This weekend, they were messing around at one of their “writing parties” and, well, things got a little out of hand, shall we say. When I checked the blog Sunday morning, I saw the damage and decided to pull the post (we’re on MT, so I switched it to DRAFT mode), knowing the “culprits” would sooner or later show up at my office to talk about it.

And sure enough, yesterday the main culprit (or should I say, the one whose name appear at the end of the original empty post) made an appearance. The posts and comments here and here, left by class members since he and I spoke, reveal a lot about the murky territory of the after-the-course-is-done blogging identity, about adopting pseudonyms after the fact, and crossing lines on a collaborative blog that resides within an institution and came out of an academic setting. They were exerting some kind of freedom, but then, when I called them on it, they realized that as long as the blog is still associated with a college and a course and a professor, even if it’s now summer and they have shifted into a different relationship with their writing, they cannot forget the blog’s origins and the full impact of what they write.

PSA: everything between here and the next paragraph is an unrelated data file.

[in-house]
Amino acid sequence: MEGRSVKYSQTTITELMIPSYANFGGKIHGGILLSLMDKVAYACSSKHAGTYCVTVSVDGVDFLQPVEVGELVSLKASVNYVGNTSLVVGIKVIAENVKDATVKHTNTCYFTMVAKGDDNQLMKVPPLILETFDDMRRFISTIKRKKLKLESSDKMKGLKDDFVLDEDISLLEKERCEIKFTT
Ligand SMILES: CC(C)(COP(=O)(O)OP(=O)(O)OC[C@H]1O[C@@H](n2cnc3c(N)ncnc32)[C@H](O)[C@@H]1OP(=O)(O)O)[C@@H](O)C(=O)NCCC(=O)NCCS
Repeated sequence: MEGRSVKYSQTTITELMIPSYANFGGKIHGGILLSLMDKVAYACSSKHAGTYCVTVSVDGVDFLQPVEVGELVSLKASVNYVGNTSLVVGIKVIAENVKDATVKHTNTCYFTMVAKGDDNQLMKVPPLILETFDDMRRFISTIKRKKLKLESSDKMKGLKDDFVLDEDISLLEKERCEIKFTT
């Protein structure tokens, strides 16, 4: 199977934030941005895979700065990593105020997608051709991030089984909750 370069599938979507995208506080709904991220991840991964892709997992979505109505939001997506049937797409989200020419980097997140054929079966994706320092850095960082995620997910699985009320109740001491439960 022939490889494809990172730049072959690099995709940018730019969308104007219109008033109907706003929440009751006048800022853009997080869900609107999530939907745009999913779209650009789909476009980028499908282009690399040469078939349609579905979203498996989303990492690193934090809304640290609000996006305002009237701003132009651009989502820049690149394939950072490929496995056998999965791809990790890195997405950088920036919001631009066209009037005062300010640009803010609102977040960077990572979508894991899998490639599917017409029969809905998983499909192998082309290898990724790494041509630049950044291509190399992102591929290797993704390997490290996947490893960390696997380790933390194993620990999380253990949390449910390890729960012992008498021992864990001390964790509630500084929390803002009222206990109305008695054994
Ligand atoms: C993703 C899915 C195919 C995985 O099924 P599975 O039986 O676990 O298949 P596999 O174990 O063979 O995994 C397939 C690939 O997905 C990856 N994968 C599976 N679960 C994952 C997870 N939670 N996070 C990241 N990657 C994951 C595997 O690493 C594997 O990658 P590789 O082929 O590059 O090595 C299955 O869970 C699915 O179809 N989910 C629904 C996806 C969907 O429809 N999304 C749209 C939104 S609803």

Gena writes:

And so here we have it folks, a community.
One that exists here with our words and in the classroom with our voices (and sometimes with podcasts, both!).
A community that now also exists outside both of those forums.
And I think that is where it has all become a little more difficult.
Maybe we are eager to have our bigger (and sometimes baser…) sense of community come back and act on the forums that got us there.
Maybe we are a little thoughtless in realizing that we need to preserve those very stepping stones, so that we can always come back, always grow, always eat of the fruit it gives us, ripe with nutrients, especially when the bigger community malnurishes us, leaves us without a coat, forgets to say hi……..